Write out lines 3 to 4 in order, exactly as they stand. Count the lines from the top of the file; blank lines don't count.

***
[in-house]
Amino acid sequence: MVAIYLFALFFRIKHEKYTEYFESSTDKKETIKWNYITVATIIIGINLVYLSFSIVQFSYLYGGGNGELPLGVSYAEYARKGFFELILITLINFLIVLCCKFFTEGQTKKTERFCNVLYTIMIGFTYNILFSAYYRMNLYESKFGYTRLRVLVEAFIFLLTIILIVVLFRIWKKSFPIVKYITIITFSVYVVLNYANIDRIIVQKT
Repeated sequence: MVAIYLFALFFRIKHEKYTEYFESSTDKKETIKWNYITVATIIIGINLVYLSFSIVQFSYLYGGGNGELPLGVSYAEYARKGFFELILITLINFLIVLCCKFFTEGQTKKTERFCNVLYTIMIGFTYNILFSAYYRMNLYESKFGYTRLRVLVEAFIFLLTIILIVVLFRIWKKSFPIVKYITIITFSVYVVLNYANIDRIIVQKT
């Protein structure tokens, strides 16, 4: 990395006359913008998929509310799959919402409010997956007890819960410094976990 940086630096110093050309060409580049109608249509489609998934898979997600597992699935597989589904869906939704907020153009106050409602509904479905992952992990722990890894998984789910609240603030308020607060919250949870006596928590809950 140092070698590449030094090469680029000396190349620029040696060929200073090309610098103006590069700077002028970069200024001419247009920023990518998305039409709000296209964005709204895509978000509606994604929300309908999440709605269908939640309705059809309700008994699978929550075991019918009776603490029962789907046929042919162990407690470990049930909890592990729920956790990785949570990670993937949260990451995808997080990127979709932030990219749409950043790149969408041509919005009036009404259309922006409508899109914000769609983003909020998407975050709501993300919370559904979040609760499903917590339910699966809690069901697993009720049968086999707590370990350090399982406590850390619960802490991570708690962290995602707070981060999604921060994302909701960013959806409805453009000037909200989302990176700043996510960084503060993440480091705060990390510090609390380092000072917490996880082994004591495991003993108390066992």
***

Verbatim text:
Repeated sequence: MVAIYLFALFFRIKHEKYTEYFESSTDKKETIKWNYITVATIIIGINLVYLSFSIVQFSYLYGGGNGELPLGVSYAEYARKGFFELILITLINFLIVLCCKFFTEGQTKKTERFCNVLYTIMIGFTYNILFSAYYRMNLYESKFGYTRLRVLVEAFIFLLTIILIVVLFRIWKKSFPIVKYITIITFSVYVVLNYANIDRIIVQKT
């Protein structure tokens, strides 16, 4: 990395006359913008998929509310799959919402409010997956007890819960410094976990 940086630096110093050309060409580049109608249509489609998934898979997600597992699935597989589904869906939704907020153009106050409602509904479905992952992990722990890894998984789910609240603030308020607060919250949870006596928590809950 140092070698590449030094090469680029000396190349620029040696060929200073090309610098103006590069700077002028970069200024001419247009920023990518998305039409709000296209964005709204895509978000509606994604929300309908999440709605269908939640309705059809309700008994699978929550075991019918009776603490029962789907046929042919162990407690470990049930909890592990729920956790990785949570990670993937949260990451995808997080990127979709932030990219749409950043790149969408041509919005009036009404259309922006409508899109914000769609983003909020998407975050709501993300919370559904979040609760499903917590339910699966809690069901697993009720049968086999707590370990350090399982406590850390619960802490991570708690962290995602707070981060999604921060994302909701960013959806409805453009000037909200989302990176700043996510960084503060993440480091705060990390510090609390380092000072917490996880082994004591495991003993108390066992």